The aim of this new team is to federate within TIMC the actors of biomechanics of living tissues and materials for the living in order to give a better national and international visibility to these competences specific to our research laboratory. The activities conducted by the researchers of this team have for the most part applicative purposes (clinical assistance and design of medical devices for the living) involving both theoretical (modeling of the behavior of biological tissues and architectural materials), computational (numerical simulation) and experimental (characterization of materials, in vivo or post-mortem measurements) aspects.
The strength of the team is to be able to couple all these themes on the same scientific project.
The scientific research themes of the team are articulated around four research axes:
- The experimental characterization ex vivo and in vivo of the laws of behavior of living tissues and materials for the living (figure 1).
- The proposal of new laws of behavior adapted to the studied tissues and materials, with the permanent concern of proposing laws whose parameters can be characterized experimentally.
- Numerical simulation of living tissues and materials (figure 2), taking into account the specific anatomy of the patient and proposing solutions for routine clinical use (generation of patient-specific models, acceleration of calculations via model reduction techniques).
- Transfer to the clinic, with evaluations on patients via clinical studies.
Figure 1 : Ex vivo (left) and in vivo (center) characterization of lingual soft tissue.
Characterization of the vascular wall (right) from intravascular ultrasound sequences.
- Thierry Alonso (PRAG)
- Grégory Chagnon (Enseignant chercheur)
- Nathanaël Connesson (Enseignant chercheur)
- Denis Favier (Enseignant chercheur)
- Jean-Louis Martiel (Chercheur)
- Jacques Ohayon (Enseignant chercheur)
- Yohan Payan (Chercheur)
- Jérôme Tonetti (Enseignant chercheur)
- Mohamed Chetoui (ATER)
- Marouane El-Mouss (Visiteur)
- Elaheh Elyasi (Chercheur contractuel)
- Nolwenn Fougeron (Chercheur contractuel)
- Edouard Girard (Collaborateur hospitalier)
- Antoine Perrier (Collaborateur hospitalier)
The mechanical behavior of human organs and soft tissues is often very complex, since it is non-linear, time-varying, active, non-homogeneous and anisotropic. Any experimental mechanical characterization of such tissues (and even of materials interacting with these tissues) relies on behavioral models that best take into account this mechanical/geometrical/physical complexity. The researchers of the Biomeca-TIMC team determine behavioral laws (hyperelastic, viscoelastic, plastic or poroelastic) able to mimic the deformations undergone by human tissues and/or materials interacting with these tissues. We also propose original models for active tissues (e.g. muscle activation in interaction with bone segments, deformation of active organs such as the heart, the tongue or facial soft tissues).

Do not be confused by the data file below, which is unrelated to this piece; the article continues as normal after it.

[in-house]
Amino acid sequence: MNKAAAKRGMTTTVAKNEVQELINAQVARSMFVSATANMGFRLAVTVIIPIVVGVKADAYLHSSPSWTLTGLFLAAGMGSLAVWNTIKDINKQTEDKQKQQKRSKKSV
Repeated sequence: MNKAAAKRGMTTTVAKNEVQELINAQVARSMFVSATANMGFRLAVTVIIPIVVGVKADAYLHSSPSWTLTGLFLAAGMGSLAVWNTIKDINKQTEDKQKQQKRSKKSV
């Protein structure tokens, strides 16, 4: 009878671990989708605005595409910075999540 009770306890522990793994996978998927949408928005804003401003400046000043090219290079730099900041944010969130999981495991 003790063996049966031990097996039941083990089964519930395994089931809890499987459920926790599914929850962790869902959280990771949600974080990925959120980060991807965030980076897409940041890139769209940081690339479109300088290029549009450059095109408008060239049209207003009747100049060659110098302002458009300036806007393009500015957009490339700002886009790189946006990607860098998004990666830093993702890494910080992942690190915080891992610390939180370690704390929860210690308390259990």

The models developed are multi-scale (time and space) and multi-process (chemistry, cells, tissues, mechanics of continuous media). Their coupling with the environment can be done via equivalent boundary conditions (representative elementary volumes) to limit the complexity of the model itself. The team collaborates with several clinical services, with laboratories of chemistry, materials and biomechanics, as well as with industrial companies (startups and large groups).
Figure 2 : Simulations numériques des déformations du sein (gauche) et de plaques d’athérome (droite)
- Positioning within the biomechanics community: Y. Payan (2012) and J. Ohayon (2016) recipients of the Society of Biomechanics (SB) Senior Award; J. Ohayon past president of the SB; Y. Payan associate editor of the journal Clinical Biomechanics from 2020; J. Ohayon and Y. Payan editors of the series Biomechanics of Living Organs published by Elsevier (from 2017).
- International partnerships: UK, Iran, Canada, USA, Spain, Netherlands, Czech Republic, New Zealand, Israel.
- Wide spectrum of tissues modeled: cell, coronary vessels, muscles, fat, brain, face, tongue, breast, lungs, heart, liver, intestines, buttocks, prostate, urethra, knee, spine and foot.
Clinical and industrial valorization
The clinical and industrial valorization of the results is also a central objective of the team.
The researchers already have important collaborations with several clinical services in France and abroad, and in particular a privileged partnership with the Laboratory of Anatomy of the University Hospital of Grenoble.
Industrial valorization is achieved through the filing of patents (4 patents filed over the period 2014-219), industrial contracts (General Electric, ANSYS, Sinclair, Anatoscope, Uromems, Demeure Orthopédie) and transfers via the pre-maturation of the Institut CARNOT LSI (CARDIO and IFEM projects), maturation in SATT (IPAV project) and the creation of startups (Texisense and TwinSight).